- Charge Abu Qatada under British law – BUT (so far) there is insufficient evidence to do so.
- Appeal against this week’s ruling – they’ll try but success is (clearly) far from guaranteed.
- Or the most likely, lobby Jordan to change its law again – in an effort to reassure the British courts.
Whatever happens now, and we need to be realistic about the outcomes however; worryingly it does appear that Richard Littlejohn may be right?
Britain will remain a safe haven for terrorists, murderers and rapists from all over the world. The pernicious “yuman rites” industry will continue to prevent us from kicking out foreign criminals, no matter how heinous their record…(Richard Littlejohn – The Daily Mail)
Like many others and for what it is worth; I find it utterly disgusting that those who seek to undermine our freedoms and impose their will and beliefs upon us, also seek protection from that which they despise so vehemently.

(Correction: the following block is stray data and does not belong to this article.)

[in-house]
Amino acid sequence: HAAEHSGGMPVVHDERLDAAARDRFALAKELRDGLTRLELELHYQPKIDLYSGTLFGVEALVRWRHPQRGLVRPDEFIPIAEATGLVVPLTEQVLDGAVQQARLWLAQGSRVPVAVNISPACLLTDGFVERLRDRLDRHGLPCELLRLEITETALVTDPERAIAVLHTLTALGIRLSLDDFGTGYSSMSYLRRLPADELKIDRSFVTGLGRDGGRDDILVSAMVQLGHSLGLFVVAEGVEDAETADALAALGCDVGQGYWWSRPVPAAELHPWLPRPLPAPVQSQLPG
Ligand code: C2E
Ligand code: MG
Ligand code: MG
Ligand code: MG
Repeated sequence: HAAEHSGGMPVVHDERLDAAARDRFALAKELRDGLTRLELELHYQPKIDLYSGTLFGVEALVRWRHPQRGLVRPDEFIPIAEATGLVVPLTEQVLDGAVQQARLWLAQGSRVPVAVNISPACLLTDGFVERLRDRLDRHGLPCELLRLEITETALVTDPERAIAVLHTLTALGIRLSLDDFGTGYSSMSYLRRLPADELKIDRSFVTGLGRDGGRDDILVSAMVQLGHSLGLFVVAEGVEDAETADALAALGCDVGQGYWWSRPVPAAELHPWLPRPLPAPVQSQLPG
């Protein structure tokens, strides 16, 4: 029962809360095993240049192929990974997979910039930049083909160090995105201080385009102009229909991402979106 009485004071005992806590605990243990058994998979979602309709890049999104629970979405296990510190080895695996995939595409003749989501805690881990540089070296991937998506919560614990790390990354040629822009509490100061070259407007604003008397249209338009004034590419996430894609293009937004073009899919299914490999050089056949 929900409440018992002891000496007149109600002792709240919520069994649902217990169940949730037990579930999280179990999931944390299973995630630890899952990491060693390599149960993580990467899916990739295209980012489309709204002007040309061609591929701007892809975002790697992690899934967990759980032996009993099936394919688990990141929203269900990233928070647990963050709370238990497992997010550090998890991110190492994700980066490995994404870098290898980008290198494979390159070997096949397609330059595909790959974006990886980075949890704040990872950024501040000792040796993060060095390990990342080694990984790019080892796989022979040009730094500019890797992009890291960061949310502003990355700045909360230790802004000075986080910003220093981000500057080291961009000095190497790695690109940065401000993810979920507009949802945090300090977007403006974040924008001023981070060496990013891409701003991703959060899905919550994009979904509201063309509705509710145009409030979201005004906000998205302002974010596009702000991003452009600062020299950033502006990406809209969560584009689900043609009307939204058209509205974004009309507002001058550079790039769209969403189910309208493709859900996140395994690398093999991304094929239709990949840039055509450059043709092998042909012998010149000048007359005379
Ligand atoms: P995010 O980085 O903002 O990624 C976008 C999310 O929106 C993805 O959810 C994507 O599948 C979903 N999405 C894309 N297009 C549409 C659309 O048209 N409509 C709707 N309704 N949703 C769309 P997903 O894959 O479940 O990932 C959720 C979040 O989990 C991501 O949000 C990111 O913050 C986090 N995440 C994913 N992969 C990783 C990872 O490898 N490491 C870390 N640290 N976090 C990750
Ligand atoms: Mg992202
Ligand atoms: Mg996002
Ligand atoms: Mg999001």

That said, can it ever be right for politicians to act outside of the law to achieve a popular result? In a democratic society, with laws that were (hopefully) arrived at in a democratic manner, I think not.
Nick Robinson was also probably correct when he summed up his blog post by saying;
Cheerleaders for human rights legislation say this proves that it can even change laws in the middle east…(Nick Robinson)
I partly agree, it’s just a pity it has to take so bloody long!
- Cameron ‘fed up’ over Abu Qatada (bbc.co.uk)
- Abu Qatada case is reason to change human rights laws, says Justice Secretary (telegraph.co.uk)
- Abu Qatada - A Misguided, Bloodthirsty Takfiri (islamagainstextemism.com)
- Abu Qatada: home secretary faces long battle to overturn deportation ruling (guardian.co.uk)